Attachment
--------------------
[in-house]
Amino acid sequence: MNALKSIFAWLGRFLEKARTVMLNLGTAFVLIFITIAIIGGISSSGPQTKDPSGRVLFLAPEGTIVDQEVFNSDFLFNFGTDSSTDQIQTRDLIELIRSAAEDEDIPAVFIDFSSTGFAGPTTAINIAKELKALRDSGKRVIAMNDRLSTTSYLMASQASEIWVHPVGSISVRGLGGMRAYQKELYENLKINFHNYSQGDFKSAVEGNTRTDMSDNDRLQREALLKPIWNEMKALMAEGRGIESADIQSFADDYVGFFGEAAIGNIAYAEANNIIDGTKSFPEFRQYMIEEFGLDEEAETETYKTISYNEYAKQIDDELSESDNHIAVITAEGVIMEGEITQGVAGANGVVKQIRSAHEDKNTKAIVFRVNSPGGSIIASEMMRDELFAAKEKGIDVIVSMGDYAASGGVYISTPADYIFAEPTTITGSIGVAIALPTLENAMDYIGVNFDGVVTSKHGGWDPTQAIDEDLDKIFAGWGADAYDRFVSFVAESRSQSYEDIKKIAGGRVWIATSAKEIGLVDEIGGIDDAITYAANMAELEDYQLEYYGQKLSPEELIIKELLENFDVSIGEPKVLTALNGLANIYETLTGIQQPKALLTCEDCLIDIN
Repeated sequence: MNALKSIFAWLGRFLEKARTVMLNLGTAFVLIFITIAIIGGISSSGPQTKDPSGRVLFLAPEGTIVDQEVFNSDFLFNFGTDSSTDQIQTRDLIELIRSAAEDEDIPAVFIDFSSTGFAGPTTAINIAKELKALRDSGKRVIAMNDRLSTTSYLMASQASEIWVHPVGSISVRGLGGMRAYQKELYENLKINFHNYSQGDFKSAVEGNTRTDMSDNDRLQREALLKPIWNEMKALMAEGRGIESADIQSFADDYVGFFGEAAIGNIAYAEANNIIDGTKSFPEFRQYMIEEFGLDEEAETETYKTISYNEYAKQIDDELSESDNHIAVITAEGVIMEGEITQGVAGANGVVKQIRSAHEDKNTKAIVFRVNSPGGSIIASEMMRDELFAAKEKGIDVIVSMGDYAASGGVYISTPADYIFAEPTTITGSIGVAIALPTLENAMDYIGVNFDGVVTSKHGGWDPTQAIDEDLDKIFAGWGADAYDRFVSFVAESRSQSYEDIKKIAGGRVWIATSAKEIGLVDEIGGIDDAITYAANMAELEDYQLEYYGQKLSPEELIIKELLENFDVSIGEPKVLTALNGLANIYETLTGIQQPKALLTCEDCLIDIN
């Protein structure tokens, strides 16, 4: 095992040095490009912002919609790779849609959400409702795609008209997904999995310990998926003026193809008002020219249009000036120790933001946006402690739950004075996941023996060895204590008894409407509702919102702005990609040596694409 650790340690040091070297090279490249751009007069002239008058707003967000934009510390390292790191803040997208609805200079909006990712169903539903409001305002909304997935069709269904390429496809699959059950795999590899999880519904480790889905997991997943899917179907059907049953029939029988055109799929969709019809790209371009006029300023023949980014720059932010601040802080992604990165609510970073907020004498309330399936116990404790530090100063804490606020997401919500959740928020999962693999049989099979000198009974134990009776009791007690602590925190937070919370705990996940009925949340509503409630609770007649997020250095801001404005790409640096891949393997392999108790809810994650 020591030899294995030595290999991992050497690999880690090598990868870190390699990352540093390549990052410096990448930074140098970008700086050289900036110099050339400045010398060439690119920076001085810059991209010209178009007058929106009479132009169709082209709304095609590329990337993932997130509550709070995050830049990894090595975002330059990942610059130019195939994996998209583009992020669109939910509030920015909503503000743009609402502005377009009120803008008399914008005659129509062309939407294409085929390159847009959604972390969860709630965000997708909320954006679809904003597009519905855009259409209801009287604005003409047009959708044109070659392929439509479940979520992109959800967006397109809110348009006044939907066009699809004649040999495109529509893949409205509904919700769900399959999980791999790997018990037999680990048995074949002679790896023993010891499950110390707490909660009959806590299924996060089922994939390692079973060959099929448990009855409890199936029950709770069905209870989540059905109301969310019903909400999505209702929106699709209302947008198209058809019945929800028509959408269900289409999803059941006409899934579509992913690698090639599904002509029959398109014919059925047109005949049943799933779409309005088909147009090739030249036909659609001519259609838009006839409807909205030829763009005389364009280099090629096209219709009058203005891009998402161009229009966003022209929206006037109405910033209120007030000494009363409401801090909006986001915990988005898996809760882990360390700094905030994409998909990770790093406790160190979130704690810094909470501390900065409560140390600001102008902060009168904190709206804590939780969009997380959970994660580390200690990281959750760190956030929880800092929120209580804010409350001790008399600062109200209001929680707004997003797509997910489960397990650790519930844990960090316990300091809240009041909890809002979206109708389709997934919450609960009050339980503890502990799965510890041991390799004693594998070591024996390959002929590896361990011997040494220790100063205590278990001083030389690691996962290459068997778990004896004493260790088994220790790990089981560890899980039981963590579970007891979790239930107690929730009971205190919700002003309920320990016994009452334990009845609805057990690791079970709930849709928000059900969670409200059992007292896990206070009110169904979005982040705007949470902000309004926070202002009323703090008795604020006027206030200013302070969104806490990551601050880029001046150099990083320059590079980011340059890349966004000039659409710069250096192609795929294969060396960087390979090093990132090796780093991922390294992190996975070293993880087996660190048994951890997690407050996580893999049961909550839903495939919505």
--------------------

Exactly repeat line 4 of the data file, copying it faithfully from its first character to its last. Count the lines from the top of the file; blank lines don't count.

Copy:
């Protein structure tokens, strides 16, 4: 095992040095490009912002919609790779849609959400409702795609008209997904999995310990998926003026193809008002020219249009000036120790933001946006402690739950004075996941023996060895204590008894409407509702919102702005990609040596694409 650790340690040091070297090279490249751009007069002239008058707003967000934009510390390292790191803040997208609805200079909006990712169903539903409001305002909304997935069709269904390429496809699959059950795999590899999880519904480790889905997991997943899917179907059907049953029939029988055109799929969709019809790209371009006029300023023949980014720059932010601040802080992604990165609510970073907020004498309330399936116990404790530090100063804490606020997401919500959740928020999962693999049989099979000198009974134990009776009791007690602590925190937070919370705990996940009925949340509503409630609770007649997020250095801001404005790409640096891949393997392999108790809810994650 020591030899294995030595290999991992050497690999880690090598990868870190390699990352540093390549990052410096990448930074140098970008700086050289900036110099050339400045010398060439690119920076001085810059991209010209178009007058929106009479132009169709082209709304095609590329990337993932997130509550709070995050830049990894090595975002330059990942610059130019195939994996998209583009992020669109939910509030920015909503503000743009609402502005377009009120803008008399914008005659129509062309939407294409085929390159847009959604972390969860709630965000997708909320954006679809904003597009519905855009259409209801009287604005003409047009959708044109070659392929439509479940979520992109959800967006397109809110348009006044939907066009699809004649040999495109529509893949409205509904919700769900399959999980791999790997018990037999680990048995074949002679790896023993010891499950110390707490909660009959806590299924996060089922994939390692079973060959099929448990009855409890199936029950709770069905209870989540059905109301969310019903909400999505209702929106699709209302947008198209058809019945929800028509959408269900289409999803059941006409899934579509992913690698090639599904002509029959398109014919059925047109005949049943799933779409309005088909147009090739030249036909659609001519259609838009006839409807909205030829763009005389364009280099090629096209219709009058203005891009998402161009229009966003022209929206006037109405910033209120007030000494009363409401801090909006986001915990988005898996809760882990360390700094905030994409998909990770790093406790160190979130704690810094909470501390900065409560140390600001102008902060009168904190709206804590939780969009997380959970994660580390200690990281959750760190956030929880800092929120209580804010409350001790008399600062109200209001929680707004997003797509997910489960397990650790519930844990960090316990300091809240009041909890809002979206109708389709997934919450609960009050339980503890502990799965510890041991390799004693594998070591024996390959002929590896361990011997040494220790100063205590278990001083030389690691996962290459068997778990004896004493260790088994220790790990089981560890899980039981963590579970007891979790239930107690929730009971205190919700002003309920320990016994009452334990009845609805057990690791079970709930849709928000059900969670409200059992007292896990206070009110169904979005982040705007949470902000309004926070202002009323703090008795604020006027206030200013302070969104806490990551601050880029001046150099990083320059590079980011340059890349966004000039659409710069250096192609795929294969060396960087390979090093990132090796780093991922390294992190996975070293993880087996660190048994951890997690407050996580893999049961909550839903495939919505």